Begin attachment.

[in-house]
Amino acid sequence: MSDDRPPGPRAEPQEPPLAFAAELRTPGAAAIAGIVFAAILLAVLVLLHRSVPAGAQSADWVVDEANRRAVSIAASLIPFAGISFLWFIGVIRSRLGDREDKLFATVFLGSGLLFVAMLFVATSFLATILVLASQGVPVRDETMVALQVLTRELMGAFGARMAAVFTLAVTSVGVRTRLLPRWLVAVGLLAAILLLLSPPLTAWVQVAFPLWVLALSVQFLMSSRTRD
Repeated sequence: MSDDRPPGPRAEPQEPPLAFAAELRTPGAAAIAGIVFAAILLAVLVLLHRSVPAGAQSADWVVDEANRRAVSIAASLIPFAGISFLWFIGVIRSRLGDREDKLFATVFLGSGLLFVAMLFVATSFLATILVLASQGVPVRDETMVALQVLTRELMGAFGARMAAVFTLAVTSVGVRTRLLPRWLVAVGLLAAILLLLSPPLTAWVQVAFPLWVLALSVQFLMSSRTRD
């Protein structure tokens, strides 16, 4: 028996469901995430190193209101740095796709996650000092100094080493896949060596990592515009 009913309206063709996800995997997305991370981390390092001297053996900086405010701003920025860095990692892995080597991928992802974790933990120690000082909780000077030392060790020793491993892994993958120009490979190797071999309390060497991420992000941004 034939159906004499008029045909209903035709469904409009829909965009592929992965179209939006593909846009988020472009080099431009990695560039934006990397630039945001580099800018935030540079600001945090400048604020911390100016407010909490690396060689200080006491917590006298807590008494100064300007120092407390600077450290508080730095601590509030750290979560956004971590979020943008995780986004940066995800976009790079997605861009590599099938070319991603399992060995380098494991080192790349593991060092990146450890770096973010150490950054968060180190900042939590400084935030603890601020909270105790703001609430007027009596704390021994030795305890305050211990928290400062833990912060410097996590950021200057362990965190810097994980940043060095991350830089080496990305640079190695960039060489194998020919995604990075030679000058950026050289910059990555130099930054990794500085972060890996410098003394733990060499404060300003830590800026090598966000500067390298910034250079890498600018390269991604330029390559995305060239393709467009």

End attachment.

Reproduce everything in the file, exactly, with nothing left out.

[in-house]
Amino acid sequence: MSDDRPPGPRAEPQEPPLAFAAELRTPGAAAIAGIVFAAILLAVLVLLHRSVPAGAQSADWVVDEANRRAVSIAASLIPFAGISFLWFIGVIRSRLGDREDKLFATVFLGSGLLFVAMLFVATSFLATILVLASQGVPVRDETMVALQVLTRELMGAFGARMAAVFTLAVTSVGVRTRLLPRWLVAVGLLAAILLLLSPPLTAWVQVAFPLWVLALSVQFLMSSRTRD
Repeated sequence: MSDDRPPGPRAEPQEPPLAFAAELRTPGAAAIAGIVFAAILLAVLVLLHRSVPAGAQSADWVVDEANRRAVSIAASLIPFAGISFLWFIGVIRSRLGDREDKLFATVFLGSGLLFVAMLFVATSFLATILVLASQGVPVRDETMVALQVLTRELMGAFGARMAAVFTLAVTSVGVRTRLLPRWLVAVGLLAAILLLLSPPLTAWVQVAFPLWVLALSVQFLMSSRTRD
């Protein structure tokens, strides 16, 4: 028996469901995430190193209101740095796709996650000092100094080493896949060596990592515009 009913309206063709996800995997997305991370981390390092001297053996900086405010701003920025860095990692892995080597991928992802974790933990120690000082909780000077030392060790020793491993892994993958120009490979190797071999309390060497991420992000941004 034939159906004499008029045909209903035709469904409009829909965009592929992965179209939006593909846009988020472009080099431009990695560039934006990397630039945001580099800018935030540079600001945090400048604020911390100016407010909490690396060689200080006491917590006298807590008494100064300007120092407390600077450290508080730095601590509030750290979560956004971590979020943008995780986004940066995800976009790079997605861009590599099938070319991603399992060995380098494991080192790349593991060092990146450890770096973010150490950054968060180190900042939590400084935030603890601020909270105790703001609430007027009596704390021994030795305890305050211990928290400062833990912060410097996590950021200057362990965190810097994980940043060095991350830089080496990305640079190695960039060489194998020919995604990075030679000058950026050289910059990555130099930054990794500085972060890996410098003394733990060499404060300003830590800026090598966000500067390298910034250079890498600018390269991604330029390559995305060239393709467009």